Kick the high heels to touch

FOOTWEAR consultant and author William A Rossi says “most women prefer a trip to hell in high heels than to walk flat-heeled to heaven”.

After a decade of vertiginous and ruinously expensive heels that have crippled our feet and hobbled our bank balances, female sentiments about flat shoes have been changing.

Women who were previously stiletto slaves, are being seduced by ballet pumps, brogues, and monk shoes.

Maybe it’s the corns, calluses and lower-back pain, or perhaps in more austere financial times high heels seem strangely decadent, but flat shoes are now firmly established as a fashionable wardrobe staple. While flats will never have the transformative power of high heels, (Manolo Blahnik has called his shoes “the quickest way for women to achieve instant metamorphosis”) they are now increasingly seen as chic.

Most women enjoy a slightly obsessive relationship with shoes, and in the past 20 years this obsession has blossomed, with women indulging their inner Imelda Marcos by accumulating a wardrobe of shoes of all shapes, designs, and heel heights. Designer brands once considered exotic — Jimmy Choo and Gucci — are dropped casually into conversation and even Irish men can identify the red soles on a pair of Louboutins. The majority of these designer brands have built their fortunes on the sale of seriously high and seriously expensive shoes: Louboutin even identified the stiletto as “a feminine weapon that men don’t have”.

The Celtic Tiger and high heels went together flawlessly: all those fabulous bar to car shoes designed for a decadent social life where excess was nothing exceptional and everybody was taxied or chauffeured everywhere.

Now poorer, wiser, and having to walk or cycle, we have adopted flats as a fashionable alternative.

Ballet pumps were the first flats to get female pulses quickening in a manner usually associated with stilettos. They first gained in popularity from about 2007 and are still selling in huge volume today, despite sniffy fashionistas declaring their demise. Brigitte Bardot first made ballet pumps sexy: a trained ballet dancer, she commissioned Repetto to make her a pair of crimson flats for the infamous Mambo scene in And God Created Woman. Overnight both she and the shoes were a hit.

To this day, Repetto are still the quintessential ballet shoe. Fashionistas may covet luxury versions by Chanel, Lanvin, and Alaia but most of us wear affordable pairs from Zara, H&M, and Pretty Ballerinas.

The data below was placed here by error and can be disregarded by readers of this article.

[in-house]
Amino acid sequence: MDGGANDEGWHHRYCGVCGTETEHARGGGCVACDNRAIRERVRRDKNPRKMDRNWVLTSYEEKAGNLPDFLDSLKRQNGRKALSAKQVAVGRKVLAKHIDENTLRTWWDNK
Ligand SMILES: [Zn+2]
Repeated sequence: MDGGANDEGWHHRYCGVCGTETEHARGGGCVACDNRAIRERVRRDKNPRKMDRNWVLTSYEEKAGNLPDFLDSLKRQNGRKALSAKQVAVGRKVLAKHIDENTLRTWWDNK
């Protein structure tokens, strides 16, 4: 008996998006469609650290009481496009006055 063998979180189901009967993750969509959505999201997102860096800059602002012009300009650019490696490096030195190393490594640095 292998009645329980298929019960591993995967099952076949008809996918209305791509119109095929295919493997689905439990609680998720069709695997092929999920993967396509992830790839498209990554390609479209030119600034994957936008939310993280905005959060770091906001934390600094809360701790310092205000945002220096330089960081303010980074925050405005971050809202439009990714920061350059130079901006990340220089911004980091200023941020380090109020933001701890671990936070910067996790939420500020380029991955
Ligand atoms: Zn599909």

The best pairs have a lowish vamp that reveals an alluring flash of toe cleavage — both naughty and nice at once.

After ballet pumps had made flats acceptable to stylish women, the hunt was on for the next fashionable incarnation.

The brogue soon emerged as the unlikely successor. Alexa Chung is a fan and frequently sports a pair worn with ankle socks and bare legs.

Brogues are derived from the Irish for shoe, bróg. They were traditionally sturdy for outdoor pursuits with a toecap and perforations. Now they are seen on the most fabulous feminine feet — Agness Deyn, Saoirse Ronan, and Emily Watson have all been spotted in brogues.

First adopted by celebrities such as Katherine Hepburn, Greta Garbo, and Lauren Hutton, brogues have always appealed to tomboys and free spirits. They must be chosen carefully as brogues that are too chunky can be very unflattering especially to those with “cankles”, but can look really sexy when worn with cropped trousers and tanned bare ankles.

Now, for spring, there is a new flat to covet, promoted by the queen of heels, Victoria Beckham. She shod her models for her spring/summer catwalk, in flat, double-buckled monk shoes designed by Manolo Blahnik. Simple even austere, when she wore them in public herself last November, there was an immediate rush of commentary on social media sites and fashion blogs.

The trend for luxury sportswear and the revival of 90s minimalism have given the popularity of flats a new momentum. With super stylist Katie Grand designing a range of fluorescent sneakers for Hogan and Tods extending the range of colours available in their iconic car shoe, stylish flats are trending on relieved feet everywhere.

British Vogue has even declared the humble Birkenstock, the shoe of the season after Celine showed a mink lined, jewel encrusted version (a dazzling €700) for spring.

The magazine has styled a classic white pair (a more democratic €70) with slouchy white trousers for their March edition. The Birkenstock sandal was launched in 1964, though it wasn’t seen as a “fashion” shoe until the 1990s.

A cautionary note — although flat shoes are reassuringly comfy, some support is necessary.

The wrong flat shoes can be just as damaging to your feet as towering stilettos: plodding around in utterly flat pumps with no arch support can cause severe foot pain, bunions, backache, and even arthritis.

Apparently the ideal heel height is about 1” and shuffling around in lower heights can ruin your posture. Flat shoes can cause the feet to roll inwards, stretching ligaments and tendons, thereby pulling toes out of alignment, resulting in severe pain.

A wag once declared that if high heels were so wonderful, men would be wearing them.

Regardless of the truth of this observation, women will never abandon their heel obsession entirely, but now the current fetish for flats means there is a viable alternative. And maybe just maybe, austerity has made us all a little more sensible.


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